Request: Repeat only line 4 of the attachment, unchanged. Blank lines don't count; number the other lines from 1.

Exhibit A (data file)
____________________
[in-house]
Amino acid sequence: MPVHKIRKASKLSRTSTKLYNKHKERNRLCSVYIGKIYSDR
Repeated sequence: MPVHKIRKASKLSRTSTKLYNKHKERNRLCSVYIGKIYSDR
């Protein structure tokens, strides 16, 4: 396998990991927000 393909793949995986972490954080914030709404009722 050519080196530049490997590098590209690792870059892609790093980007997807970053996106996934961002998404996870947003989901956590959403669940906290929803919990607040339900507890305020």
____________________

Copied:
């Protein structure tokens, strides 16, 4: 396998990991927000 393909793949995986972490954080914030709404009722 050519080196530049490997590098590209690792870059892609790093980007997807970053996106996934961002998404996870947003989901956590959403669940906290929803919990607040339900507890305020």